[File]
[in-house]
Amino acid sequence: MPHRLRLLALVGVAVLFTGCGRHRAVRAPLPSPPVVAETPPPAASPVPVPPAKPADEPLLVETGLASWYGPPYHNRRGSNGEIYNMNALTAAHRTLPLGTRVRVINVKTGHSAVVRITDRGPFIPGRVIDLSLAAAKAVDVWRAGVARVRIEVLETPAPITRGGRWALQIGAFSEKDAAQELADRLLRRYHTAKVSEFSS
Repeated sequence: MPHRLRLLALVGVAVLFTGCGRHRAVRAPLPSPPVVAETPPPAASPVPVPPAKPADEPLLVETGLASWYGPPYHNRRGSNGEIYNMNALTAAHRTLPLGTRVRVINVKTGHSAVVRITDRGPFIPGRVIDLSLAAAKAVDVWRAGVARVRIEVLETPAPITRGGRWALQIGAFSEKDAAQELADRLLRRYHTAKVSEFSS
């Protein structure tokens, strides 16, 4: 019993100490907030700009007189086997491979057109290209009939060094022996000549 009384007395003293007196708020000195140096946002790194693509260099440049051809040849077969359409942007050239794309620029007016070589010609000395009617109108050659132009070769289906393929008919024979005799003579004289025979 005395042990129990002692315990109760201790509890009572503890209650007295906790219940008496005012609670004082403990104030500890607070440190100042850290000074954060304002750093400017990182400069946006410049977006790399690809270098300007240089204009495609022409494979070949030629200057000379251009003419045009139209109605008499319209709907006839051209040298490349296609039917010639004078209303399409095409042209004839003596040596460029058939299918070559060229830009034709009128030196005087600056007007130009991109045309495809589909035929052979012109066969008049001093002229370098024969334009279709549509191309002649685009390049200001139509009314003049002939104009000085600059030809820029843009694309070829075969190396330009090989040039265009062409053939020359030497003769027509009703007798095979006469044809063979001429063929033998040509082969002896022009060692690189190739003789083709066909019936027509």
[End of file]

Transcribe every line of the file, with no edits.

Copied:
[in-house]
Amino acid sequence: MPHRLRLLALVGVAVLFTGCGRHRAVRAPLPSPPVVAETPPPAASPVPVPPAKPADEPLLVETGLASWYGPPYHNRRGSNGEIYNMNALTAAHRTLPLGTRVRVINVKTGHSAVVRITDRGPFIPGRVIDLSLAAAKAVDVWRAGVARVRIEVLETPAPITRGGRWALQIGAFSEKDAAQELADRLLRRYHTAKVSEFSS
Repeated sequence: MPHRLRLLALVGVAVLFTGCGRHRAVRAPLPSPPVVAETPPPAASPVPVPPAKPADEPLLVETGLASWYGPPYHNRRGSNGEIYNMNALTAAHRTLPLGTRVRVINVKTGHSAVVRITDRGPFIPGRVIDLSLAAAKAVDVWRAGVARVRIEVLETPAPITRGGRWALQIGAFSEKDAAQELADRLLRRYHTAKVSEFSS
């Protein structure tokens, strides 16, 4: 019993100490907030700009007189086997491979057109290209009939060094022996000549 009384007395003293007196708020000195140096946002790194693509260099440049051809040849077969359409942007050239794309620029007016070589010609000395009617109108050659132009070769289906393929008919024979005799003579004289025979 005395042990129990002692315990109760201790509890009572503890209650007295906790219940008496005012609670004082403990104030500890607070440190100042850290000074954060304002750093400017990182400069946006410049977006790399690809270098300007240089204009495609022409494979070949030629200057000379251009003419045009139209109605008499319209709907006839051209040298490349296609039917010639004078209303399409095409042209004839003596040596460029058939299918070559060229830009034709009128030196005087600056007007130009991109045309495809589909035929052979012109066969008049001093002229370098024969334009279709549509191309002649685009390049200001139509009314003049002939104009000085600059030809820029843009694309070829075969190396330009090989040039265009062409053939020359030497003769027509009703007798095979006469044809063979001429063929033998040509082969002896022009060692690189190739003789083709066909019936027509």